These features will allow pretty much any everyday office software to run just fine, lowering or even removing the barrier to a mobile, hot-desking workforce.
Going hand-in-hand with the mobile revolution has been the advent of cloud-based services, both private and public. Not only can your documents be backed up to or even kept permanently in the cloud, but powerful software can now be delivered in this way as well, such as Office 365 or Google Docs. If your business has taken the plunge and standardised on Google's suite of services, a very cost-effective option for mobile workers could be a Chromebook, such as the HP Chromebook 14. This costs close to £300, and works seamlessly with Google's online services, including 100GB of cloud storage that can be accessed by any system with an Internet connection.Of course, the downside with relying on the cloud, or a virtual private network (VPN) connection to your corporate LAN, is that this requires a dependable Internet connection. Beefing up corporate Wi-Fi to handle a full complement of mobile workers is essential, and it's not sensible to rely solely on WLAN connections for workers outside the office environs. A tablet with mobile broadband such as HP's ElitePad 1000 will let your employees access online services wherever there is cell coverage, from a supremely portable 600g device running Windows 8. For even greater portability, a smaller Android-based phablet-style device like the HP Slate 6 and 7 VoiceTabs combine tablet and phone abilities into one.Tablets are inherently more comfortable for consuming content than they are for producing it, however. If you need to make a presentation on the move, review documentation, or deal with email correspondence, their extreme portability and supreme battery life make them the ideal companion. But if you want to type up a lengthy report, create a presentation from scratch, or juggle a complex spreadsheet, a tablet is far from ideal, even with the addition of a keyboard accessory.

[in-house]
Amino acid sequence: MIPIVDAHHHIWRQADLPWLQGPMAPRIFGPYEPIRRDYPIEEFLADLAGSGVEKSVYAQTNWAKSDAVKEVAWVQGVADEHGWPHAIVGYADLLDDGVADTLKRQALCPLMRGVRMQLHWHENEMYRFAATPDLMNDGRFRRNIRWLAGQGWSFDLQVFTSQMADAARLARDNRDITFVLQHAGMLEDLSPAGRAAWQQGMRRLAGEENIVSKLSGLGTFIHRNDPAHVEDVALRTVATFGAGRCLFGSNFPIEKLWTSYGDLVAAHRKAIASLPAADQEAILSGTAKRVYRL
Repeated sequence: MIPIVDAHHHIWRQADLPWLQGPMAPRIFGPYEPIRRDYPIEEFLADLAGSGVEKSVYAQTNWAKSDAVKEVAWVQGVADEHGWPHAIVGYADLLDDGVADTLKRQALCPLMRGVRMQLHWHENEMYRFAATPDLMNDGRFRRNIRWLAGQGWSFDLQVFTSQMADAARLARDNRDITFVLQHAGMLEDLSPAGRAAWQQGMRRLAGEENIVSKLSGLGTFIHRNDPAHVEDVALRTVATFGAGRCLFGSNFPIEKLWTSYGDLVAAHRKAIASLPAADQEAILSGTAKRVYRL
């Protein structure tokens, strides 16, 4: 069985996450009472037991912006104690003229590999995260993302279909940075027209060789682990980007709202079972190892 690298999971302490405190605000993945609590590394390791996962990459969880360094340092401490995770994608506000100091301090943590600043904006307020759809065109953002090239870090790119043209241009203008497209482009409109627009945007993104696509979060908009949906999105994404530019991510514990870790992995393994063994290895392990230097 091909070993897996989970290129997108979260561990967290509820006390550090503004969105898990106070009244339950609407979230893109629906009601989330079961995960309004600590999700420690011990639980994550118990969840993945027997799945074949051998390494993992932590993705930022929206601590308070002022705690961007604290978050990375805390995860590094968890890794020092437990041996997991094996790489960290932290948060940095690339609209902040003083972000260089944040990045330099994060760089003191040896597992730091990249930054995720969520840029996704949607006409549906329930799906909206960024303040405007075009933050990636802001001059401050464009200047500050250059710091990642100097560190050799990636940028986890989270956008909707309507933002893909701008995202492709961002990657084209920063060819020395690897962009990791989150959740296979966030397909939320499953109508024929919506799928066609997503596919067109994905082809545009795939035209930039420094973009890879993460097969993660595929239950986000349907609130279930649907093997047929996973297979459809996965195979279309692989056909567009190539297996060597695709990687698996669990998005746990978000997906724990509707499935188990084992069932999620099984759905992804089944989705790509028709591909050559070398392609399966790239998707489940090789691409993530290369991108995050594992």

This is where the new generation of hybrid devices comes in, aiming to give you the best of both worlds. Hybrids fall into two broad categories, depending on whether their physical keyboards remain attached or are completely detachable. An example of the former is the HP EliteBook Revolve 810 G2. With the Revolve, the screen rotates around a central strut as well as tilting, so it can be flipped over to face upwards when the lid is down. This protects the keyboard and turns the device into a fully-fledged tablet, albeit a bulky one. In notebook mode, the Revolve is a perfectly normal laptop, with a comfortable keyboard, a choice of Core i3, i5 and i7 processors, decent Intel HD Graphics 4400, and a full complement of ports, including full-sized DisplayPort and Ethernet. In tablet mode, there's a pen-style digitiser supplied to aid handwriting notes or drawing. Built-in 4G LTE wireless data as well 802.11ac Wi-Fi are available as options, so the Revolve will keep you connected wherever your travels take you.However, the Revolve-type device isn't quite the perfect tablet. Having the dormant keyboard stowed underneath the screen adds to the weight, even if it means there will be plenty of battery life available. The alternative is a device where the keyboard can be completely removed and the screen used on its own, for example the HP Pro x2 410 or the Spectre 13 x2 Pro PC. The keyboard is still a proper notebook version, rather than the less ergonomic membrane-based or reduced-size varieties that are generally provided as tablet keyboard accessories. It also includes a sizeable second battery to boost endurance on the road. But remove the keyboard base and you get a regular, thin tablet weighing a manageable 1kg or less. So everything you can do with a regular Windows tablet will be available. Like the Revolve, the Spectre offers 4G wireless data, and the base adds full-sized HDMI, but no Ethernet.